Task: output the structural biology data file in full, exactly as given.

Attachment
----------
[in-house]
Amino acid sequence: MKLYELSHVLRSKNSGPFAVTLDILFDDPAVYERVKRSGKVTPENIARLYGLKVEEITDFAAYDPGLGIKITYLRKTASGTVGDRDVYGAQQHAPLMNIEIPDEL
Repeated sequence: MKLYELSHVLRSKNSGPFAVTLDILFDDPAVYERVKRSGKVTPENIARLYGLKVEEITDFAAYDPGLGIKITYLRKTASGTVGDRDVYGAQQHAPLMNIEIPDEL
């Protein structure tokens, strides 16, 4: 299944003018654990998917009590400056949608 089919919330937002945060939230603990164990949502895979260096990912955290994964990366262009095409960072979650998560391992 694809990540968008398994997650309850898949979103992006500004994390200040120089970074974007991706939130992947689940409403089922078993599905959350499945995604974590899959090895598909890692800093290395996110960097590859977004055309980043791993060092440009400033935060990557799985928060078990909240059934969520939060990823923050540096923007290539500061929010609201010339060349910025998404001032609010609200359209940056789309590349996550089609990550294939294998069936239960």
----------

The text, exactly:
[in-house]
Amino acid sequence: MKLYELSHVLRSKNSGPFAVTLDILFDDPAVYERVKRSGKVTPENIARLYGLKVEEITDFAAYDPGLGIKITYLRKTASGTVGDRDVYGAQQHAPLMNIEIPDEL
Repeated sequence: MKLYELSHVLRSKNSGPFAVTLDILFDDPAVYERVKRSGKVTPENIARLYGLKVEEITDFAAYDPGLGIKITYLRKTASGTVGDRDVYGAQQHAPLMNIEIPDEL
């Protein structure tokens, strides 16, 4: 299944003018654990998917009590400056949608 089919919330937002945060939230603990164990949502895979260096990912955290994964990366262009095409960072979650998560391992 694809990540968008398994997650309850898949979103992006500004994390200040120089970074974007991706939130992947689940409403089922078993599905959350499945995604974590899959090895598909890692800093290395996110960097590859977004055309980043791993060092440009400033935060990557799985928060078990909240059934969520939060990823923050540096923007290539500061929010609201010339060349910025998404001032609010609200359209940056789309590349996550089609990550294939294998069936239960």